Anxiety, Depression at Lymphoma Diagnosis May Affect Outcomes

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Patients with depression or anxiety at the time of a diffuse large B-cell lymphoma diagnosis tended to have worse survival, recent research showed.

Patients with diffuse large B-cell lymphoma, a type of non-Hodgkin lymphoma, who have existing depression or anxiety at diagnosis tend to have a higher risk of dying from their disease compared to those without a mental health diagnosis, according to recent research.

These findings, which were published in The Lancet Hematology, highlight the importance of patients talking to their health care team if they are experiencing depression or anxiety, according to lead study author, Dr. Oreofe O. Odejide.

“Speak up; do not to stay in isolation,” Odejide, who is also a physician in the adult lymphoma and division of population sciences at the Dana-Farber Cancer Institute in Boston, said in an interview with CURE®. “Bring this up to their care providers, so these things can be addressed with their resources, their psychosocial experts, psychological experts and practical resources as well.”

To better understand the effects of depression and anxiety in patients with diffuse large B-cell lymphoma, Odejide and her team analyzed data from 13,244 patients who were diagnosed at the age of 67 years or older between the years 2001 and 2013. The researchers took note of which patients had preexisting anxiety or depression, and then tracked the date and cause of death, noting how long patients lived after being diagnosed.

patients who have anxiety or depression at the time of diagnosis are 37% more likely to die of their disease.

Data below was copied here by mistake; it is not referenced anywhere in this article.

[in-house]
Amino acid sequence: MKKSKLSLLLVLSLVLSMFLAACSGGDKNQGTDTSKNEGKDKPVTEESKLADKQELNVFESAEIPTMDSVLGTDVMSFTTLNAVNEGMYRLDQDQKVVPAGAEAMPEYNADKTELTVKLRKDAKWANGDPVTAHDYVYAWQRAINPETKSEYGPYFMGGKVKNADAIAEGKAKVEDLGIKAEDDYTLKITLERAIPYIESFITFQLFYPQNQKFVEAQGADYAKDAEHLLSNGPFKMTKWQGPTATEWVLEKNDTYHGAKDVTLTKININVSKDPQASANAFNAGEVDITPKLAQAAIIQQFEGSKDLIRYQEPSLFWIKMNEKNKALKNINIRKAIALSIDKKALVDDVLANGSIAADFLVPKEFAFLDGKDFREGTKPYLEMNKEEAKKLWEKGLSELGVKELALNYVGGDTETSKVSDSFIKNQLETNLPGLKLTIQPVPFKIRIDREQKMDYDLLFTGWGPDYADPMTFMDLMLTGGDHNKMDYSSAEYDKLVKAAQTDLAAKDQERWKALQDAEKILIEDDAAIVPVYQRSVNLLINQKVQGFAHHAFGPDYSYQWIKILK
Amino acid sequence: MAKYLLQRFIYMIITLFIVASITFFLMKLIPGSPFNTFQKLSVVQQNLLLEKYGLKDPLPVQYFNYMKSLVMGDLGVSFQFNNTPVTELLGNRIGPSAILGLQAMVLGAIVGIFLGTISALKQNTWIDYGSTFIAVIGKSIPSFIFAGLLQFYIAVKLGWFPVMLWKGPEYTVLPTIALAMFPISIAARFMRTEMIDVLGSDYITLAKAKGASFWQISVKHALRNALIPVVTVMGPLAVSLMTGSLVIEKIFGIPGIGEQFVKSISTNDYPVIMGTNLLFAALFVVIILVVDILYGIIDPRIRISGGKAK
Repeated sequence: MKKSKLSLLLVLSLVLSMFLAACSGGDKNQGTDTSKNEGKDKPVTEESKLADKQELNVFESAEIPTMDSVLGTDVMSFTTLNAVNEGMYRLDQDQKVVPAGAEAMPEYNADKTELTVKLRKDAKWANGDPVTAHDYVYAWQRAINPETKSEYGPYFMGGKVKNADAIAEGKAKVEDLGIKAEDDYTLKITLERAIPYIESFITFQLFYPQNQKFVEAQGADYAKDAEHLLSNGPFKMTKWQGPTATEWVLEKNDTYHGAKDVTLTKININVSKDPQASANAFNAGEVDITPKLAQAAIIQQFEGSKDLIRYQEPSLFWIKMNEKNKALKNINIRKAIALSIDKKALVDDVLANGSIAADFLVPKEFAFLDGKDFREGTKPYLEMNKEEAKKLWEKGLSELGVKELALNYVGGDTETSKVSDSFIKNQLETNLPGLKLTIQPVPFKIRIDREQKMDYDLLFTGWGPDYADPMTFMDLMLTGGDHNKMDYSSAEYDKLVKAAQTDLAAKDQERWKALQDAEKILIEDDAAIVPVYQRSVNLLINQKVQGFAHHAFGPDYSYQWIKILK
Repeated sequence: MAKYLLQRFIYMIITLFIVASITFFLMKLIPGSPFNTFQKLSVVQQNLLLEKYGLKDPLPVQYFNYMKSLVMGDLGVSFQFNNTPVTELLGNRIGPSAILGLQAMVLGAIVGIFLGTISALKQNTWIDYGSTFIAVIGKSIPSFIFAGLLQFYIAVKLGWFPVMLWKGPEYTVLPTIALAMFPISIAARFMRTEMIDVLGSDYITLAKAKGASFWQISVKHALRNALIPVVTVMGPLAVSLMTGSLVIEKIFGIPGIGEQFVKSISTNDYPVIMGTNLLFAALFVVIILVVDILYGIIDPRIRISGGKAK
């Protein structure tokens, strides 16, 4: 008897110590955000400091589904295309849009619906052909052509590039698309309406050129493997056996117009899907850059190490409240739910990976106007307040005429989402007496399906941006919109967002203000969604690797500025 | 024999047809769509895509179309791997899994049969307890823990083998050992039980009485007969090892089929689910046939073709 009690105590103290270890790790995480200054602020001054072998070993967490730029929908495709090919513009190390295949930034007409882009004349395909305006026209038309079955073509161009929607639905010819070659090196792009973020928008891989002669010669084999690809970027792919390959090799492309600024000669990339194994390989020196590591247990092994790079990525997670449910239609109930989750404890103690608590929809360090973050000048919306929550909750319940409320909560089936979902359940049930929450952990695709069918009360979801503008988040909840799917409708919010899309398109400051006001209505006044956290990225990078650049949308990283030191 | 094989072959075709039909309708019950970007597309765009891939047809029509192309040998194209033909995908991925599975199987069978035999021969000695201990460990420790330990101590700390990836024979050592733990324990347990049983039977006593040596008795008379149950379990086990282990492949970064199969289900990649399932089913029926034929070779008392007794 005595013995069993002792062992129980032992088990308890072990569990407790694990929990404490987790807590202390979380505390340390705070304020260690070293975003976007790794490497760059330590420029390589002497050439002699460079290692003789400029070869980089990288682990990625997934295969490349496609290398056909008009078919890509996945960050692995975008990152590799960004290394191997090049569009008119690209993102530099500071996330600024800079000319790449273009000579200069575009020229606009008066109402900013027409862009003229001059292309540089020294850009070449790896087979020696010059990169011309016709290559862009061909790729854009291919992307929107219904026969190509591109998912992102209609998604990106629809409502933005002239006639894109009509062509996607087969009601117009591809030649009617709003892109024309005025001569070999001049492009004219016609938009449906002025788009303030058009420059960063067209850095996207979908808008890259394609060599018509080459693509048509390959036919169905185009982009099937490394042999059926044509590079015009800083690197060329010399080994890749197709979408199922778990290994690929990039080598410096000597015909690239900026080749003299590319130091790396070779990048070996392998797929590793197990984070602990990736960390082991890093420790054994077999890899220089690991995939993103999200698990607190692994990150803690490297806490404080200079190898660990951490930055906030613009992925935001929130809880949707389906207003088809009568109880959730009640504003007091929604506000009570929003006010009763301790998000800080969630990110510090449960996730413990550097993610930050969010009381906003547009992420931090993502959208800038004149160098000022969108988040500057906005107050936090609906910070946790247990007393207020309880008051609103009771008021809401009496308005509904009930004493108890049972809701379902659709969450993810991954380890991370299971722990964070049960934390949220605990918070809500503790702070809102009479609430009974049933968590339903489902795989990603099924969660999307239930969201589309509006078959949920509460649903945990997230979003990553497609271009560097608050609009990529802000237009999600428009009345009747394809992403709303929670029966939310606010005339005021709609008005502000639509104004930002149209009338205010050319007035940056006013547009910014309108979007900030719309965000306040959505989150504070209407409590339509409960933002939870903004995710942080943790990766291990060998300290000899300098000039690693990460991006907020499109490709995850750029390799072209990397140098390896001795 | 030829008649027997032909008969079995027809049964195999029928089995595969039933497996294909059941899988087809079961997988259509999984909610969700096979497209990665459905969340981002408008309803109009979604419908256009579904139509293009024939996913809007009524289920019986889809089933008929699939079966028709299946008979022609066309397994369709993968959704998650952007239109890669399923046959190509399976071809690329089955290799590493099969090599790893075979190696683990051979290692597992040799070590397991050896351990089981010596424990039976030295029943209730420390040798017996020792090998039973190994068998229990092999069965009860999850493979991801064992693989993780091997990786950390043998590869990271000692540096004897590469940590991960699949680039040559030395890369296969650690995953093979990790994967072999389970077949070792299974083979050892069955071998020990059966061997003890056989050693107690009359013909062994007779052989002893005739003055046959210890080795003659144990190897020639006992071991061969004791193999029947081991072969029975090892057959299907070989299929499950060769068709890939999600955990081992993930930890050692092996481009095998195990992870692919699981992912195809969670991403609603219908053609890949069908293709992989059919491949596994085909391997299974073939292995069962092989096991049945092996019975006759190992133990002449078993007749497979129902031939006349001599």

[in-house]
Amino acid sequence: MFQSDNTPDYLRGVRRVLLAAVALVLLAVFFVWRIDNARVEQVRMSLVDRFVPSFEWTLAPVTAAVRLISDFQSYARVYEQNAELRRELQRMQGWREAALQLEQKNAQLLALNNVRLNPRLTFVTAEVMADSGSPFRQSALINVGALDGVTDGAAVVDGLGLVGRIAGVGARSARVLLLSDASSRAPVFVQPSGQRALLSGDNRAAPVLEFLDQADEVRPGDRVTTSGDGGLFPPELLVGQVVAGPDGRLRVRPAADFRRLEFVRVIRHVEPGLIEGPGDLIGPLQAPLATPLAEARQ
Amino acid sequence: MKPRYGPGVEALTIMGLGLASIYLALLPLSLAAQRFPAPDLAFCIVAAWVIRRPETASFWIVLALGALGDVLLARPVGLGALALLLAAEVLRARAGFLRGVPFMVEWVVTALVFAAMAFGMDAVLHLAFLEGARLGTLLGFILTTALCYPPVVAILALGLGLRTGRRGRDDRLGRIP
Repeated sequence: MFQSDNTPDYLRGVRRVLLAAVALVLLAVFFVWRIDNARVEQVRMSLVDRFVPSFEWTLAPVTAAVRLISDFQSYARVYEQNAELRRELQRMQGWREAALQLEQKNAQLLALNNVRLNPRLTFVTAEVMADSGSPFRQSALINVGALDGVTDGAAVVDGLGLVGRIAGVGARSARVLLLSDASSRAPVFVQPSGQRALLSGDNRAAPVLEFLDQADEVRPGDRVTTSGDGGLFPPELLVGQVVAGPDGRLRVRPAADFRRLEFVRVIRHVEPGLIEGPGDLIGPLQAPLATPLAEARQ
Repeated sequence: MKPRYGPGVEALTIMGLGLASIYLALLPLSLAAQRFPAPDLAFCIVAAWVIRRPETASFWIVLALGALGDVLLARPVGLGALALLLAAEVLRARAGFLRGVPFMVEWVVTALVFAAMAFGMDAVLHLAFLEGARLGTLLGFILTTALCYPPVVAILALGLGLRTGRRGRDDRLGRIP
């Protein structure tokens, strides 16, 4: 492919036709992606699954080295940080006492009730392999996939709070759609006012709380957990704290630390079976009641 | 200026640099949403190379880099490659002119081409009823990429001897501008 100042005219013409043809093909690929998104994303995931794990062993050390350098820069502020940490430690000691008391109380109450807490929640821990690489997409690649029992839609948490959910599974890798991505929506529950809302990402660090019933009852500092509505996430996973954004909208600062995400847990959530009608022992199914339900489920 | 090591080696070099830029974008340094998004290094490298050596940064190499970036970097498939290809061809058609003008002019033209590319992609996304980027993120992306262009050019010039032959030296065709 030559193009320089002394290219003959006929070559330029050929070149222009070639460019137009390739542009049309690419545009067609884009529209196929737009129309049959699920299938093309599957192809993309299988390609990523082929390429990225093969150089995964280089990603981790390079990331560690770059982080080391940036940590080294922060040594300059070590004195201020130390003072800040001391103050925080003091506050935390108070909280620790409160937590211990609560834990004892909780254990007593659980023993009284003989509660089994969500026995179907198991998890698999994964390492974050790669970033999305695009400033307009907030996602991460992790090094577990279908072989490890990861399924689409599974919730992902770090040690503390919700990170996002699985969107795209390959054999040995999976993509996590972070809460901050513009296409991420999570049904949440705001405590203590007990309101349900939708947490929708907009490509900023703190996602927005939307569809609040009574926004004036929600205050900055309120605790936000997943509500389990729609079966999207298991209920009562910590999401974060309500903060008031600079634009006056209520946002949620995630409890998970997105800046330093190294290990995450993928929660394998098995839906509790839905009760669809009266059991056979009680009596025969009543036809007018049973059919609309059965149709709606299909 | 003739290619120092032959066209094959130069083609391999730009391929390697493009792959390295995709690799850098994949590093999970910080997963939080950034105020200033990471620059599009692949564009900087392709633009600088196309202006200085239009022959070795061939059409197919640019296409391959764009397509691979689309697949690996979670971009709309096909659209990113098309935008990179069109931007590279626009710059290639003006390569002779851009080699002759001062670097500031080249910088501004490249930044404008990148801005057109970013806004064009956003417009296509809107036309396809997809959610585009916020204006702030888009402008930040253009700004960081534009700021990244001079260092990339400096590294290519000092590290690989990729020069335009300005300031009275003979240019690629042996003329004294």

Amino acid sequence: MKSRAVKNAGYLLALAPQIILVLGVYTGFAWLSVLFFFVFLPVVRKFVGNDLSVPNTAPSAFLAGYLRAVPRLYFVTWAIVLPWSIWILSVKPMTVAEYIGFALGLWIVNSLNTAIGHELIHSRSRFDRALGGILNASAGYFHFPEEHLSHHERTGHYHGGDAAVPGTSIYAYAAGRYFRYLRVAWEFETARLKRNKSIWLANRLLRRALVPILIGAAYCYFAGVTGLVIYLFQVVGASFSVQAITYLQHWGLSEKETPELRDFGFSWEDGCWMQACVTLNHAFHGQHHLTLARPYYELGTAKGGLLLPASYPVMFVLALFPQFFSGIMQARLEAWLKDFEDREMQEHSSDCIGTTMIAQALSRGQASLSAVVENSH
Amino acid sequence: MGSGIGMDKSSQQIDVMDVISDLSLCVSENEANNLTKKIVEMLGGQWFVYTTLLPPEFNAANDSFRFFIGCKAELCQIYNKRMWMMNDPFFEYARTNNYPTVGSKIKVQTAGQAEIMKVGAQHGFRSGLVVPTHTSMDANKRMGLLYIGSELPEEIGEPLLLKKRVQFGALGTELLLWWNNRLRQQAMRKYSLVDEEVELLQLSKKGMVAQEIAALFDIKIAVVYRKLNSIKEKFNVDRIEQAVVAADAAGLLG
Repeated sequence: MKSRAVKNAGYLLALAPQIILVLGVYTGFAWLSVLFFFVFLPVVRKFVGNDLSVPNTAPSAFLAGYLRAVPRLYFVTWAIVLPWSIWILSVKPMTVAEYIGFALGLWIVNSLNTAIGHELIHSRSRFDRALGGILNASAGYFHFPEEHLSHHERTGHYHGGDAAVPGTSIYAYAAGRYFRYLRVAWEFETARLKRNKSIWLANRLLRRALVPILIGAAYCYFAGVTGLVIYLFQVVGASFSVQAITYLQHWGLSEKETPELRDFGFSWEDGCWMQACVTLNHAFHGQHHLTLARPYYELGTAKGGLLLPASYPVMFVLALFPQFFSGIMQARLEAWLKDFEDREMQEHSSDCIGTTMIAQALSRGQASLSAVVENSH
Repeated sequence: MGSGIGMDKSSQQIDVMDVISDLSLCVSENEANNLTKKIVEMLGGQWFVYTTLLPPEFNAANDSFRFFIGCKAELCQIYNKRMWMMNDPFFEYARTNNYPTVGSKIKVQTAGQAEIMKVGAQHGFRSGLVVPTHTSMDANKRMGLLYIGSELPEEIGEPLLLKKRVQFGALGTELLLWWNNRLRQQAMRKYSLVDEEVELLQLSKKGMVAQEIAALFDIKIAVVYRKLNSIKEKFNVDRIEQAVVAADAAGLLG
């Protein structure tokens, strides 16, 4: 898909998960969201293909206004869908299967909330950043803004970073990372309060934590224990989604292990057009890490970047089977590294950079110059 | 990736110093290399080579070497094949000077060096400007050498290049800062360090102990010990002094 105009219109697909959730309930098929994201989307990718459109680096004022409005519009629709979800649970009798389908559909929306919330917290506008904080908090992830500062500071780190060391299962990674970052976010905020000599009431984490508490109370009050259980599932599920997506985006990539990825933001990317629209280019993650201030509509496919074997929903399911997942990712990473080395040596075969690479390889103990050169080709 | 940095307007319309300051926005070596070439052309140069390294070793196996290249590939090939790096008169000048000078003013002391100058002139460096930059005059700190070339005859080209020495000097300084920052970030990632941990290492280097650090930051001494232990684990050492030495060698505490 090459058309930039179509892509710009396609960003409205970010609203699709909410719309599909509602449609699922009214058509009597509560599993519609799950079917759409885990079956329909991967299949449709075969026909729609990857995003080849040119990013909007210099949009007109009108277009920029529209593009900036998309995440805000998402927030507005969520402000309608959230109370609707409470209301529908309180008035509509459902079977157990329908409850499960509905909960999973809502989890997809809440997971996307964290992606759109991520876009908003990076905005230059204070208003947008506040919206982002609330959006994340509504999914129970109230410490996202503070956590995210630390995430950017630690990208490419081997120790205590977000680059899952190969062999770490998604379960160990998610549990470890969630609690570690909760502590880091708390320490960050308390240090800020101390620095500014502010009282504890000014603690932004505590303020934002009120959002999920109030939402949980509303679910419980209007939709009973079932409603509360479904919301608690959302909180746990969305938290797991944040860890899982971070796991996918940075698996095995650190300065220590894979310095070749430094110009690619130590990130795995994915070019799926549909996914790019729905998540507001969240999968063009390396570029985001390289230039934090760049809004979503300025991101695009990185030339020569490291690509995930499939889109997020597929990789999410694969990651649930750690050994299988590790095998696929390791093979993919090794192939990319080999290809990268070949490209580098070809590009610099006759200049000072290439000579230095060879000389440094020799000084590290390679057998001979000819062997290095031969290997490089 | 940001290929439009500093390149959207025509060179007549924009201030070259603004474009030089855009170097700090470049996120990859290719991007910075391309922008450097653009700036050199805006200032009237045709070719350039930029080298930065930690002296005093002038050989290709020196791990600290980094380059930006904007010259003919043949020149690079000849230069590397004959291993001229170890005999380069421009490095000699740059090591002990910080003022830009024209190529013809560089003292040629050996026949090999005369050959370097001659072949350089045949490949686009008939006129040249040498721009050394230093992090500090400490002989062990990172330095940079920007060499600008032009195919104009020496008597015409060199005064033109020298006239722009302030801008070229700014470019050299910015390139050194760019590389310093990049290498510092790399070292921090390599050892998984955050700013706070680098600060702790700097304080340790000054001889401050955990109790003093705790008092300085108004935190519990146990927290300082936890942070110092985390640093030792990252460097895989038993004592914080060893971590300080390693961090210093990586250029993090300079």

Recent findings from a large set of patients with diffuse large B-cell lymphoma found that patients who have anxiety or depression at the time of diagnosis are 37% more likely to die of their disease.

A total of 16% patients had preexisting anxiety and/or depression. Findings showed that patients with depression tended to have the worst outcomes, with a 37% higher risk of dying from their lymphoma, compared with those who did not have anxiety or depression. The data also demonstrated that patients with anxiety had worse survival.

While the study did not investigate the reason why patients with anxiety and depression tend to have poorer outcomes, Odejide has a few theories, one of which involves the timing of treatment.

“One of the hypotheses we have is that the diagnosis of lymphoma or any cancer in general is overwhelming. It's a lot to deal with,” Odejide said. “So if someone is already struggling from depression or anxiety, the ability to initiate treatment in a timely fashion — and all the work of the resources that need to be mobilized for that — may be more challenging for this population.”

Additionally, patients with anxiety and depression may face barriers to health care, including limited social support of financial barriers, which could impact adherence to their treatment plan, according to Odejide.

“So even when people start treatment in a timely fashion, we know that the treatment for diffuse large B-cell lymphoma and many other lymphomas is not a one-time treatment. It's multiple cycles of treatment, managing the side effects of treatment. So the ability to adhere to this, given all the other barriers that are faced, may be another potential hypothesis,” Odejide said, mentioning that a prior study found that patients with depression had a three times higher risk of not being able to adhere to their cancer treatment.

Finally, Odejide explained that stigma still exists around mental health, even in the health care setting.

“The health care system is not necessarily immune from stigma,” she said. “So that might also be a factor that might play into treatment, what type of treatment and that might impact overall outcomes of the treatment.”

Looking forward, Odejide mentioned that more research is needed to better determine how mental health issues can impact cancer outcomes and develop interventions to decrease — and ideally eliminate — this disparity.

“Where we hope the field eventually gets to is not just uncover the mechanisms but to actually develop interventions that can be widely disseminated to help patients with the symptoms of depression and anxiety,” Odejide said.

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